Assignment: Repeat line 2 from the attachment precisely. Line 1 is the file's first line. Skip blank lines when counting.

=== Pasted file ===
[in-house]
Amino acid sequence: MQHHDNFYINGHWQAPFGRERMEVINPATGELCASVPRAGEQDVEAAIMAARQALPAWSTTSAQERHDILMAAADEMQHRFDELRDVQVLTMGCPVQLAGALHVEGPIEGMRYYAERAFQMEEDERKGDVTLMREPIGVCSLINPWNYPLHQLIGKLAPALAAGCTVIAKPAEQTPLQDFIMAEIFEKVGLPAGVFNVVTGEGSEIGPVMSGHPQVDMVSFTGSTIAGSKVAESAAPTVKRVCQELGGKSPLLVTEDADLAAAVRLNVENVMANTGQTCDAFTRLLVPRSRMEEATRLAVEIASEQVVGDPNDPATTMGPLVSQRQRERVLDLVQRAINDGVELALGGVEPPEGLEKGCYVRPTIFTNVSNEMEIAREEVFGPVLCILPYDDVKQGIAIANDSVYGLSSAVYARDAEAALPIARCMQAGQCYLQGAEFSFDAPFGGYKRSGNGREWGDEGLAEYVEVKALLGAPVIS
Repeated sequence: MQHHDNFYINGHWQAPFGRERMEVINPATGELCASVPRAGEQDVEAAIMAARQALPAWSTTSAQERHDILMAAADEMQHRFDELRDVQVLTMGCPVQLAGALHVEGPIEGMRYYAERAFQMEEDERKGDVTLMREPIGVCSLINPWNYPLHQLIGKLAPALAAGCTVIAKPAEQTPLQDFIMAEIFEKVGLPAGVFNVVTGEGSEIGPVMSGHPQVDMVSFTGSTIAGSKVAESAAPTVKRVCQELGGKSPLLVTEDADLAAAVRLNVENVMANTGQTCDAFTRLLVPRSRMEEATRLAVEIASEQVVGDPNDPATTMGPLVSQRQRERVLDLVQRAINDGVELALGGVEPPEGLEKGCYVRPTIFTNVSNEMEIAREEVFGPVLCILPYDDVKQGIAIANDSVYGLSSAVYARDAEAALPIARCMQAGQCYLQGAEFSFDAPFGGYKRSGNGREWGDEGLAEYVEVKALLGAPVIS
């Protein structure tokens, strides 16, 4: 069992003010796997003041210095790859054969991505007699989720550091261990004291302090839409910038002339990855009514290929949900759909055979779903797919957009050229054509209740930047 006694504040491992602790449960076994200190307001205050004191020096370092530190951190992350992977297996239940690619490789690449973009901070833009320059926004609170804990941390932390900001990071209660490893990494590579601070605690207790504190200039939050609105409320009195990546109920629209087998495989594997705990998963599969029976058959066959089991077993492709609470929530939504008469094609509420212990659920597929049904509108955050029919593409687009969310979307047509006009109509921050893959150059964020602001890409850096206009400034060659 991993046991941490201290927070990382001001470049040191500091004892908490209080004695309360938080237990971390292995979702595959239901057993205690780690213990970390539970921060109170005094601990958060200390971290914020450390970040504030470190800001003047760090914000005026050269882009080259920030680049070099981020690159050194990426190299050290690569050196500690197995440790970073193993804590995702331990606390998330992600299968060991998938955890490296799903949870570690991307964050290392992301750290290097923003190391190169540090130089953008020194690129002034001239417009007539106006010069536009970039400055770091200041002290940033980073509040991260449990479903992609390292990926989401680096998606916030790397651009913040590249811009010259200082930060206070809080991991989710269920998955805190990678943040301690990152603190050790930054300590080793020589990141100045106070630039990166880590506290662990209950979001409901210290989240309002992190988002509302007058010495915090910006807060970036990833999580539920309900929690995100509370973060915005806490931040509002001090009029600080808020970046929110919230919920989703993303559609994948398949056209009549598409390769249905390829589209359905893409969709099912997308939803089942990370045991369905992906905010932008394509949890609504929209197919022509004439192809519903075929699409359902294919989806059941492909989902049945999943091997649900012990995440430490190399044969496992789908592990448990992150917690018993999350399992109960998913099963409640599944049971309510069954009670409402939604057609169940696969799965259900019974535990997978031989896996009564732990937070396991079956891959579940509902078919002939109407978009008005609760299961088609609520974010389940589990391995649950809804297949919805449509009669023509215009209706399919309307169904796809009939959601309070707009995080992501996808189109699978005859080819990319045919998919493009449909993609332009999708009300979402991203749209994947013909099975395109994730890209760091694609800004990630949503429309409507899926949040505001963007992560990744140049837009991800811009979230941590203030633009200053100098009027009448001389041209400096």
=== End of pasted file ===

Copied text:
Amino acid sequence: MQHHDNFYINGHWQAPFGRERMEVINPATGELCASVPRAGEQDVEAAIMAARQALPAWSTTSAQERHDILMAAADEMQHRFDELRDVQVLTMGCPVQLAGALHVEGPIEGMRYYAERAFQMEEDERKGDVTLMREPIGVCSLINPWNYPLHQLIGKLAPALAAGCTVIAKPAEQTPLQDFIMAEIFEKVGLPAGVFNVVTGEGSEIGPVMSGHPQVDMVSFTGSTIAGSKVAESAAPTVKRVCQELGGKSPLLVTEDADLAAAVRLNVENVMANTGQTCDAFTRLLVPRSRMEEATRLAVEIASEQVVGDPNDPATTMGPLVSQRQRERVLDLVQRAINDGVELALGGVEPPEGLEKGCYVRPTIFTNVSNEMEIAREEVFGPVLCILPYDDVKQGIAIANDSVYGLSSAVYARDAEAALPIARCMQAGQCYLQGAEFSFDAPFGGYKRSGNGREWGDEGLAEYVEVKALLGAPVIS